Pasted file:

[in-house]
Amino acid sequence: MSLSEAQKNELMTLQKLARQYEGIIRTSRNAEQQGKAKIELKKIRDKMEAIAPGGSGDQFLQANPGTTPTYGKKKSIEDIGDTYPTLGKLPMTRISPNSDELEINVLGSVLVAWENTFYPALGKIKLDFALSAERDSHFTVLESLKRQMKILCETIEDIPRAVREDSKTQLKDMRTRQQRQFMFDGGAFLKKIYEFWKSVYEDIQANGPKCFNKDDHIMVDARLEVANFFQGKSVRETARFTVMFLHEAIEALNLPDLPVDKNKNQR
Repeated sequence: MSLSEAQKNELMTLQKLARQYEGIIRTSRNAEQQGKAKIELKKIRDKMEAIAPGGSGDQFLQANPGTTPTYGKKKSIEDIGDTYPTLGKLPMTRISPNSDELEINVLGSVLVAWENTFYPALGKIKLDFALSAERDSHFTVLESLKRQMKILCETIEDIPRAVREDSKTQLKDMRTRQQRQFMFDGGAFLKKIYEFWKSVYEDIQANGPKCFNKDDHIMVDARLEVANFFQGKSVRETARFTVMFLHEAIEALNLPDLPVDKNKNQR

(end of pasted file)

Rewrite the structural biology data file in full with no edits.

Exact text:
[in-house]
Amino acid sequence: MSLSEAQKNELMTLQKLARQYEGIIRTSRNAEQQGKAKIELKKIRDKMEAIAPGGSGDQFLQANPGTTPTYGKKKSIEDIGDTYPTLGKLPMTRISPNSDELEINVLGSVLVAWENTFYPALGKIKLDFALSAERDSHFTVLESLKRQMKILCETIEDIPRAVREDSKTQLKDMRTRQQRQFMFDGGAFLKKIYEFWKSVYEDIQANGPKCFNKDDHIMVDARLEVANFFQGKSVRETARFTVMFLHEAIEALNLPDLPVDKNKNQR
Repeated sequence: MSLSEAQKNELMTLQKLARQYEGIIRTSRNAEQQGKAKIELKKIRDKMEAIAPGGSGDQFLQANPGTTPTYGKKKSIEDIGDTYPTLGKLPMTRISPNSDELEINVLGSVLVAWENTFYPALGKIKLDFALSAERDSHFTVLESLKRQMKILCETIEDIPRAVREDSKTQLKDMRTRQQRQFMFDGGAFLKKIYEFWKSVYEDIQANGPKCFNKDDHIMVDARLEVANFFQGKSVRETARFTVMFLHEAIEALNLPDLPVDKNKNQR